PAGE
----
Unfortunately, I was getting annoyed that the only AM station that got any reception was some Republican propaganda talk on 980AM. There wasn’t any sports talk (especially Jim Rome), which was a bummer since this was the time that it would have been airing. It got me thinking deeper about a similar observation when we were driving towards Ouray and had to put up with lots of similar talk when we were passing through Nevada and Utah (and I’d have to keep scanning the frequencies for the sparse sports talk channels).
Anyways, this big picture observation made Julie and I wonder if this was one of the big reasons why most of rural America tends to politically lean right. After all, if this is the predominant voice (or the only radio station in this case) that you can listen to while driving long distances or even just living here day-to-day, then after hearing the same messaging over and over again, eventually the people listening to this stuff would be more likely to be manipulated to accept it as truth or “gospel”.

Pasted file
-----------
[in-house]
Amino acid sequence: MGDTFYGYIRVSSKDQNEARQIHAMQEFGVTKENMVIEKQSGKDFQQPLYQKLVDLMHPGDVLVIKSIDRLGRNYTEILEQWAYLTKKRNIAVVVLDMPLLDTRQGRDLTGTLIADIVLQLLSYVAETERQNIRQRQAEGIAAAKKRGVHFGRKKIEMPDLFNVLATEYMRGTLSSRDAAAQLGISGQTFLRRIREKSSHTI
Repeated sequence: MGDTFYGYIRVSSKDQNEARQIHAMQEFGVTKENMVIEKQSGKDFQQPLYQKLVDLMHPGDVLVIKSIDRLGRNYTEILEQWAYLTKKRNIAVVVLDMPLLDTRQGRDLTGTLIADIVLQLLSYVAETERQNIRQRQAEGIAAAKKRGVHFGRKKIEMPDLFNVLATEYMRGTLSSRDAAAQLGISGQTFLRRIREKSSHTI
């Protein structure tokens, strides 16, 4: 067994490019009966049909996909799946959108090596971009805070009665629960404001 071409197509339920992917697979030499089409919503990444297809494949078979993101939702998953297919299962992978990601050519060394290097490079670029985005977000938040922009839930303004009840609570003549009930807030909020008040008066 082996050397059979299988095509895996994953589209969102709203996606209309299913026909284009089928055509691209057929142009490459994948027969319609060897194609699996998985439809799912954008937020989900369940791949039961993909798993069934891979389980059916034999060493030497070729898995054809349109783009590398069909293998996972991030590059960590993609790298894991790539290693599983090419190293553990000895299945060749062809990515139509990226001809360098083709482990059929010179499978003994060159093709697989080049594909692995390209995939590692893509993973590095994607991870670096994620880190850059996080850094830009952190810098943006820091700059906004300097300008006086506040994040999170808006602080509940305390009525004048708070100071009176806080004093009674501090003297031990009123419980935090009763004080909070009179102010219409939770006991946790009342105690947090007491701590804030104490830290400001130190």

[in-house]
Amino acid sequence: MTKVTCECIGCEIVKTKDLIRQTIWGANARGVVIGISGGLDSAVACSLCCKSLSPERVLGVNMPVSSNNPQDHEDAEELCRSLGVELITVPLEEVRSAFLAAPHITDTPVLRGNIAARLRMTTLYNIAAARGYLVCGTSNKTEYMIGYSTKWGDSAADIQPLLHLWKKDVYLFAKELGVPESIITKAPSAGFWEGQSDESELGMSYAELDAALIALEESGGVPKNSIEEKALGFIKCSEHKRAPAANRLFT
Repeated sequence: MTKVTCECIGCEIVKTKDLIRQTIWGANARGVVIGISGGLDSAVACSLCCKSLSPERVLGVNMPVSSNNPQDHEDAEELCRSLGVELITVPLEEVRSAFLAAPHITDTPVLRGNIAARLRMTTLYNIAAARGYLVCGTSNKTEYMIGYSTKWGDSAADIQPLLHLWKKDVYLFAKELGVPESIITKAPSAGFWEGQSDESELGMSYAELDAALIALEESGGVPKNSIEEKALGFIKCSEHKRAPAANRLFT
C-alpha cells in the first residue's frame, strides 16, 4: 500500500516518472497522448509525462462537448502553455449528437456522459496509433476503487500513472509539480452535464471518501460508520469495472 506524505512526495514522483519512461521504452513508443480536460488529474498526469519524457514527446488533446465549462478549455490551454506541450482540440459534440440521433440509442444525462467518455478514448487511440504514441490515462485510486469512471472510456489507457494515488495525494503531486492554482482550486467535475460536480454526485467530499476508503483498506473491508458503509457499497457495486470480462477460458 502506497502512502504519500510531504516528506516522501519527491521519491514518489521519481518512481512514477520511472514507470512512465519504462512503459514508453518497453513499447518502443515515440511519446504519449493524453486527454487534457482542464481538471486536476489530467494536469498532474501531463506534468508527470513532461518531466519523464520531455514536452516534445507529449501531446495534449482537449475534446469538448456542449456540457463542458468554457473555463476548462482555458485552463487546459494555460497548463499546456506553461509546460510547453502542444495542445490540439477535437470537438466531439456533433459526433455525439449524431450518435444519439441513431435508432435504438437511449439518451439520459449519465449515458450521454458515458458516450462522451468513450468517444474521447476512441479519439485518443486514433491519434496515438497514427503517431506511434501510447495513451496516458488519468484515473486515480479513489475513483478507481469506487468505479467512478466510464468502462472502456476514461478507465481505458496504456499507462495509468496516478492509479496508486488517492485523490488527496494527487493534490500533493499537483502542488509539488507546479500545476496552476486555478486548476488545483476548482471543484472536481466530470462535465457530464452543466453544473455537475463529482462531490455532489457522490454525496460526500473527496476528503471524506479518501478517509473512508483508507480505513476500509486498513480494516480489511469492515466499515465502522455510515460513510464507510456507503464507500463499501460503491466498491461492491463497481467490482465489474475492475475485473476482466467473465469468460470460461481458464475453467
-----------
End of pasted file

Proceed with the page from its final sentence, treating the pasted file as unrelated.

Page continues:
Perhaps, this was the extent of the right-wing propaganda machine that buys up air time and whole stations so they can spread their influence. They can do this since the laws have been twisted to protect oil interests or other petro-military-industrial complex interests that have been favored for decades and use their ill-begotten wealth to rig the political game even further in terms of buying off politicians as well as the propaganda engine itself.
I’d bet that this messaging and manipulation would spread like cancer into these rural communities. And then with social media, these biases become reinforced and radicalized to the point you get these Q-Anon conspiracies that actually work because the target audiences are those who have an inability to critically think about or consider the sources of information they’re accepting.
Indeed, this seemed to be the insight as to why you have alt-right leaders like Trump in the USA and other countries like the UK and Brazil. You could even argue that the ScoMo government in Australia was derived from coal interests so they have a similar rural-urban divide there as well.